The Suburbs are the Place to Practice

Hdr_logo I just spotted this article in the Business Ledger, a newspaper that covers the Western suburbs of Chicago.  While the piece focuses on my home turf of DuPage County, the article applies to suburbs and cities everywhere.  Key points of the article:

  • Increased competition is driving professional firms into the suburbs
  • How deeply marketing has made its way into the legal professions.

Well-established suburban law firms are finding increased competition from Chicago-based practices that are following clients to the collar counties and opening satellite offices to serve them.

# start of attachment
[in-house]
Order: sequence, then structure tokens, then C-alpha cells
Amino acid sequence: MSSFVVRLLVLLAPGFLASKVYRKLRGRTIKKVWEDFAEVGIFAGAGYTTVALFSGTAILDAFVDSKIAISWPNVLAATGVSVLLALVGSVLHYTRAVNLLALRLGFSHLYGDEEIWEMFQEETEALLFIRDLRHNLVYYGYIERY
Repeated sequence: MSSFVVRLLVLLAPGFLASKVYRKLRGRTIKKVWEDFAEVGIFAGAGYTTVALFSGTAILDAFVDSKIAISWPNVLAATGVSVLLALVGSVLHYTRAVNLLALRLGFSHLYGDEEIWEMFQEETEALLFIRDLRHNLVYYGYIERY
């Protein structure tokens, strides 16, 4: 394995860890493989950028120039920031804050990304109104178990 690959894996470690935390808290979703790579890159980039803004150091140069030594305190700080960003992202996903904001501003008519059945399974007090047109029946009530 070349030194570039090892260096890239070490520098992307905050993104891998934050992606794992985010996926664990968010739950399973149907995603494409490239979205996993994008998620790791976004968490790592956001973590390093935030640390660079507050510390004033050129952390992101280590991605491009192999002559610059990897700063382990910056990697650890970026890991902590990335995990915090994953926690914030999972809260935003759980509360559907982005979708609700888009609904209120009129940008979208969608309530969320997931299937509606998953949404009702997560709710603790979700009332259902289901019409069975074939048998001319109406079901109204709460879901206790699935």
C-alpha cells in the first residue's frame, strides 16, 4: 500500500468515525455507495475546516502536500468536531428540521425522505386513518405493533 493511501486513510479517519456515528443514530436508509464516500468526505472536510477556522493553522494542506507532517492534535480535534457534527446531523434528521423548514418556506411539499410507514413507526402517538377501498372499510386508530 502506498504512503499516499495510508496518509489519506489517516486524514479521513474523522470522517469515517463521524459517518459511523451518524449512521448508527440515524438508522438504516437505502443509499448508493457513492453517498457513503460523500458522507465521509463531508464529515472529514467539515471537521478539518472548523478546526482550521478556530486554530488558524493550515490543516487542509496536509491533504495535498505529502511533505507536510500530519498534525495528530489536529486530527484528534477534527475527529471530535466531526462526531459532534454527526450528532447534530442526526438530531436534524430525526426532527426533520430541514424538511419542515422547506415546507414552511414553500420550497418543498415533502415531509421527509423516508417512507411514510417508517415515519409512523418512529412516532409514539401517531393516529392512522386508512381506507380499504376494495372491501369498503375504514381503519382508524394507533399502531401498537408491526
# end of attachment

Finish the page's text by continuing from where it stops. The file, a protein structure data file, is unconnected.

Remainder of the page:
What it means is that while Chicago remains the epicenter for the legal profession, things are heating up in the suburban market.

The Attorney Registration & Disciplinary Commission of the Supreme Court of Illinois reports that in 2004 DuPage County had 3,983 registered lawyers and Kane County had 1,035, compared to 41,796 in Cook County.

It is safe to say that most fresh faces just out of law school are still initially looking at big law firms downtown, seeking the bigger salaries and excitement of working in the Loop, but suburban attorneys contend that there are growing opportunities for specialty lawyers in the suburbs because of their demographics and proximity to major businesses.